DL Fowler's Blog

Who is Right?

A recent post in this blog celebrated Abraham Lincoln’s declaration “Right Makes Might.” When I looked at who ‘liked’ that post on Facebook, I was fascinated by the contrasting political and religious opinions of those who gave it a thumbs up. I wondered, how can opposites claim to occupy the same moral high ground?

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Right Makes Might

On February 27, 1860, Abraham Lincoln closed his address at New York City’s Cooper Union with the following words that turned an age old phrase on its head.

Neither let us be slandered from our duty by false accusations against us, nor frightened from it by menaces of destruction to the Government nor of dungeons to ourselves. Let us have faith that right makes might, and in that faith, let us, to the end, dare to do our duty as we understand it.

His speech at Cooper Union set him on track to win the Republican nomination for president. The world view he capsulized in this quote is what fueled his greatness.

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Have the Good Old Days Returned?

Posted in Abraham Lincoln, Abuse, Civil War, Psychopaths, Research, Slavery, Uncategorized, US History by DLFowler on May 22, 2016

Today is the 160th anniversary of the caning of Senator Charles Sumner. It’s not far-fetched to imagine that kind of thing happening today.

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Hating Teresa Armato

Posted in Abuse, Psychology, Psychopaths, PTSD, Victimization by DLFowler on July 2, 2015

Why do women prefer to hate Teresa Armato, rather than face the fact that she needs help?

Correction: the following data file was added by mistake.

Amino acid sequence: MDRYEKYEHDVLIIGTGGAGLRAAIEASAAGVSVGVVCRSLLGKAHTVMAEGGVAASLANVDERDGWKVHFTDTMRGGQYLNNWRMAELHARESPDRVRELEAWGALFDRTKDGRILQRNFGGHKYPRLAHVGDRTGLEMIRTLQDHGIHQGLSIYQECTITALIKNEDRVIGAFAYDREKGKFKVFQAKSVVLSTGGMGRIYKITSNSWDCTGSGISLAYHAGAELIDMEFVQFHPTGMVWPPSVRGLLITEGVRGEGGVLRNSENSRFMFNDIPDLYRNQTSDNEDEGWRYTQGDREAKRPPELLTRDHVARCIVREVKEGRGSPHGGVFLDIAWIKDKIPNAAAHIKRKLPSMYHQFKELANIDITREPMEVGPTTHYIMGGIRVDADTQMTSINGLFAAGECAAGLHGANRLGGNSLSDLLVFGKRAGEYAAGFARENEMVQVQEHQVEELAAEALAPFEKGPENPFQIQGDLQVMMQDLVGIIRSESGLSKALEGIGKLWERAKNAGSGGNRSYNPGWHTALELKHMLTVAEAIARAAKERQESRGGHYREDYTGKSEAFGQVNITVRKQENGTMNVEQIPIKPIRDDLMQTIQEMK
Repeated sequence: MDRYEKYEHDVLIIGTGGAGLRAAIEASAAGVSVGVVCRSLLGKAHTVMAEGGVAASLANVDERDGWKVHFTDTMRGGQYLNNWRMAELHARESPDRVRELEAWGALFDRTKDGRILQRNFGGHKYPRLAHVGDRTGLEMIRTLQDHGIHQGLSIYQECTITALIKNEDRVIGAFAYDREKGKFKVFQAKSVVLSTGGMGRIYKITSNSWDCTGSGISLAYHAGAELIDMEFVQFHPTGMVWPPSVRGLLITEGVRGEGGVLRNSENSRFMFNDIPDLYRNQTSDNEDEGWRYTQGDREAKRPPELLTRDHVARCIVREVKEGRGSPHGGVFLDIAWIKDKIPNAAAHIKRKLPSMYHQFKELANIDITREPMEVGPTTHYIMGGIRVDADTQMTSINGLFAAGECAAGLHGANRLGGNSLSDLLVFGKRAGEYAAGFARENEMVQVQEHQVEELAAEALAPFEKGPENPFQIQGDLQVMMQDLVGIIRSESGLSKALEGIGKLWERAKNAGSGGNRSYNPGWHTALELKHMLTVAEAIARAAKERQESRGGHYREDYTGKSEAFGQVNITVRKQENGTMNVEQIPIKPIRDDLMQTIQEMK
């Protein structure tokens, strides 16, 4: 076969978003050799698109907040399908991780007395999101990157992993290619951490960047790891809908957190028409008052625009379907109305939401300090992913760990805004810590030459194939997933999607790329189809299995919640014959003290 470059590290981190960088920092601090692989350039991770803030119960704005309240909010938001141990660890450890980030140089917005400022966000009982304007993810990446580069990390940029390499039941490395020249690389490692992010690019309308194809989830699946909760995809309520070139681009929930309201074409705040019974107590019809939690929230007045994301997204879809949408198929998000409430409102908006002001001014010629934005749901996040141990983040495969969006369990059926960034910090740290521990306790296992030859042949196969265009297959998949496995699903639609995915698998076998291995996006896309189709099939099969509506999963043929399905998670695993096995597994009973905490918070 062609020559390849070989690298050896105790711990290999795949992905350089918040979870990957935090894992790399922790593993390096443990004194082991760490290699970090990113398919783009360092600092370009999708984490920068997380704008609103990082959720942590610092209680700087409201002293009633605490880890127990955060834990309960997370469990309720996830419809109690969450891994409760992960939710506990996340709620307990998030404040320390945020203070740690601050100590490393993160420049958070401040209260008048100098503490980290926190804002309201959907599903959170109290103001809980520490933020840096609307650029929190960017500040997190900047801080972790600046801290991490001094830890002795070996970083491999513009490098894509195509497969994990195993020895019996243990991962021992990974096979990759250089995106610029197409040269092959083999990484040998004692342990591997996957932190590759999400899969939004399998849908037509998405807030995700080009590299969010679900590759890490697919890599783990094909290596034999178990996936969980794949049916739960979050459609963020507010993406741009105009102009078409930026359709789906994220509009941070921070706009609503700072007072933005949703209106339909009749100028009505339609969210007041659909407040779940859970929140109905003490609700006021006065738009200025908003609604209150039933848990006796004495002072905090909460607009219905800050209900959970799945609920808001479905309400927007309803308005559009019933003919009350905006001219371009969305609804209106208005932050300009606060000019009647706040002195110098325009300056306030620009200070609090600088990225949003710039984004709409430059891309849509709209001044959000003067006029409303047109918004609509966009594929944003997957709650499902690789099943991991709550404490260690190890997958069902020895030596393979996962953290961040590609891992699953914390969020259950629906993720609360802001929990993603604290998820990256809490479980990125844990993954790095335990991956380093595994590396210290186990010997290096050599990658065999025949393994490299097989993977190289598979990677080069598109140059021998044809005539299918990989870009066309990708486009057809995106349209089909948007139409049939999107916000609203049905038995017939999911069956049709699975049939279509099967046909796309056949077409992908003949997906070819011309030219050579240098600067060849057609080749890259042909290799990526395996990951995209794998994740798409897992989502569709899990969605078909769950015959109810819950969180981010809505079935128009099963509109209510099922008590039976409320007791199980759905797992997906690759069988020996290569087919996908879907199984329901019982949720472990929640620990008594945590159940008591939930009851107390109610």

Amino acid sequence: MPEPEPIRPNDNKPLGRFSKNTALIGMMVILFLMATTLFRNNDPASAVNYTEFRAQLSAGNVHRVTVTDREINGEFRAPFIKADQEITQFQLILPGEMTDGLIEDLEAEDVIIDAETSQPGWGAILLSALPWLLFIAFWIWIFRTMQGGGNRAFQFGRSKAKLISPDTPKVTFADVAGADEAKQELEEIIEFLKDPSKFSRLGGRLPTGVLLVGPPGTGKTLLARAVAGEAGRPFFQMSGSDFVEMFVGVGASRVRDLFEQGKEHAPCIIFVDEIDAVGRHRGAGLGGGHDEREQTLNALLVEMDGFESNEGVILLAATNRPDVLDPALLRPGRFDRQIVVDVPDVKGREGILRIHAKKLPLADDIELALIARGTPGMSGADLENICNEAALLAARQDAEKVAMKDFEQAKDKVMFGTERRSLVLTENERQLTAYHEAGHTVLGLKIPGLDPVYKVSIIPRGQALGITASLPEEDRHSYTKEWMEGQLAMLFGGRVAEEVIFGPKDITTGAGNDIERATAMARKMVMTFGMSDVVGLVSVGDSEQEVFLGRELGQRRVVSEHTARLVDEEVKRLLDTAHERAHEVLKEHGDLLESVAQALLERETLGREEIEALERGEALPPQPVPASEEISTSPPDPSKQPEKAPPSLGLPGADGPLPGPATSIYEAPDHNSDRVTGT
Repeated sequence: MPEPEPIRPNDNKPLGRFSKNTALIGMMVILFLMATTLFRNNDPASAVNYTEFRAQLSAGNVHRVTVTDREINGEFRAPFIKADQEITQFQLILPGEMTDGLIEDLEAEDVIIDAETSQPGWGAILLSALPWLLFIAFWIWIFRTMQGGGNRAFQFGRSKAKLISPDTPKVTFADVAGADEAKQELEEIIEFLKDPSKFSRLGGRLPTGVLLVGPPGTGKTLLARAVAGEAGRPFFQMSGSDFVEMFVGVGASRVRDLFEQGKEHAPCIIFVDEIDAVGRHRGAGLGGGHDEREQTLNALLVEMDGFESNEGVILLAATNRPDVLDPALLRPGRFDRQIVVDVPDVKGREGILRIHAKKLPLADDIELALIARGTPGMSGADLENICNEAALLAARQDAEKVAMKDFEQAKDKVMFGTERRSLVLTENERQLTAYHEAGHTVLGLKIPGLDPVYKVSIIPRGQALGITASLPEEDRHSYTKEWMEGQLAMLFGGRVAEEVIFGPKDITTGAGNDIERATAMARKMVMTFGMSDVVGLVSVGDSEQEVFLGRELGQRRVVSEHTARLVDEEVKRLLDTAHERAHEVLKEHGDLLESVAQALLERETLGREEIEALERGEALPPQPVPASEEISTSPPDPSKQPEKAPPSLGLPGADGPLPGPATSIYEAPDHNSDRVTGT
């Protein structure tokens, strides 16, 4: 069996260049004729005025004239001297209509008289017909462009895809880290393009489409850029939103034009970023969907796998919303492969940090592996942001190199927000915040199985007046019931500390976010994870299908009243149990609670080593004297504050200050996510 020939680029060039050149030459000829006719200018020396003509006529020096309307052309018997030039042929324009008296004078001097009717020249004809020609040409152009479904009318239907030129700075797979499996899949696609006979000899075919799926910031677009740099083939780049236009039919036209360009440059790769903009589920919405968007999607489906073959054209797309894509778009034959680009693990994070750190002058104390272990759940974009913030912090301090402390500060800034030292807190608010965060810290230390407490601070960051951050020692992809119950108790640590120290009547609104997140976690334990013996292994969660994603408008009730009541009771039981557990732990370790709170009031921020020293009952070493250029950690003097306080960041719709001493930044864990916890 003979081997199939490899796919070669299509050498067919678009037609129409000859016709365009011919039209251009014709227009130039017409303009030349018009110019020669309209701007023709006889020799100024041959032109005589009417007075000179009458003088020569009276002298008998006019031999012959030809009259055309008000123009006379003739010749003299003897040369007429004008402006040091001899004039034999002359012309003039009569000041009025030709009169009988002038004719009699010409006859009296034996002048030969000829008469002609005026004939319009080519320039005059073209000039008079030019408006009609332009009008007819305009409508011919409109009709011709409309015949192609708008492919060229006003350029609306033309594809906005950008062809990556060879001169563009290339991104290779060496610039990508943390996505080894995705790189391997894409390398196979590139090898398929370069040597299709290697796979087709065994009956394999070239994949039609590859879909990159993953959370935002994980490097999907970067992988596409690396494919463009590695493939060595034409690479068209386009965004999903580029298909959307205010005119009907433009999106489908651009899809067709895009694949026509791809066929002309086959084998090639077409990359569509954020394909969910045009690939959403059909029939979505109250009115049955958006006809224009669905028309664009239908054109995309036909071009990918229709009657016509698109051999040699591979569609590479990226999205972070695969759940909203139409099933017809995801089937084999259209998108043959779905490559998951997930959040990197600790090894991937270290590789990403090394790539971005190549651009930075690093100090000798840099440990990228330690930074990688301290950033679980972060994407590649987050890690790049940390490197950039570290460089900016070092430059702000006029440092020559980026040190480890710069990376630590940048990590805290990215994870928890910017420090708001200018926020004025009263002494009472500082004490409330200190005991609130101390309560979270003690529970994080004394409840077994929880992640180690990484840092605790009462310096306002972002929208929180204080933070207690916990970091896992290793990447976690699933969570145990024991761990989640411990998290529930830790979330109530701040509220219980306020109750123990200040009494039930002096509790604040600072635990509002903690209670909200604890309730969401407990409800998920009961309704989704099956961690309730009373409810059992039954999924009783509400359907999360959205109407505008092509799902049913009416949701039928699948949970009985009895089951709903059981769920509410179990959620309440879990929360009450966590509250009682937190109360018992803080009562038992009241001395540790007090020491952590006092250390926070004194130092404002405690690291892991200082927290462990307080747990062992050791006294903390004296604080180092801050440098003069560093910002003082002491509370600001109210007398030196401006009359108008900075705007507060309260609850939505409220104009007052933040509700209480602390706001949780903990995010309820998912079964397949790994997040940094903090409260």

Is it that they don’t want to admit that women like Armato exist? Is it that she doesn’t fit a stereotype? Are they afraid of her?

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Lincoln Scholarship – an evolution

Writing about Lincoln is tricky, in part because today’s author must reconcile three distinct periods of Lincoln scholarship that take different slants on who he was and what he believed.

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Abraham Lincoln’s Core Principle

Posted in Inspiration, Lincoln, Lincoln Raw, Lincoln's Psychology, Research, Themes, Writing by DLFowler on December 12, 2013

This will be short.

I grew up thinking Abraham Lincoln had a moral compass that always pointed North and made him superior to the rest of us. That he was passionate about Liberty and Justice for All, while we are mostly focused on liberty and justice for us. As I sit here doing one more pre-publication round of edits on Lincoln Raw—the human side of history I came across a much ignored excerpt from a speech he gave during his one term in Congress. It pretty well sums up the guiding principle that was his North Star for most of his life. 

In the early days of the world, the Almighty said to the first of our race, “In the sweat of thy face shalt thou eat bread.” Since then, no good thing has been enjoyed by us without the necessity of labor. But it has so happened in all ages of the world that some have labored and others have, without labor, enjoyed a large proportion of the fruits. This is wrong. To secure to each laborer the whole product of his labor is a most worthy object of any good government.

When I say “most of his life” I don’t  suggest that he ever abandoned this principle. What I mean is that this principle led him to a new, higher law in his later years. It was this new understanding that led the world in, and still leads us in the unfinished business of, re-defining Liberty and Justice for All.

What are your thoughts? Go ahead and leave a comment.

No Idea How This Wound Up On My Blog

Posted in Characters, Inside a Writer's Head, Plots, Plots, Psychology, Writing by DLFowler on February 25, 2011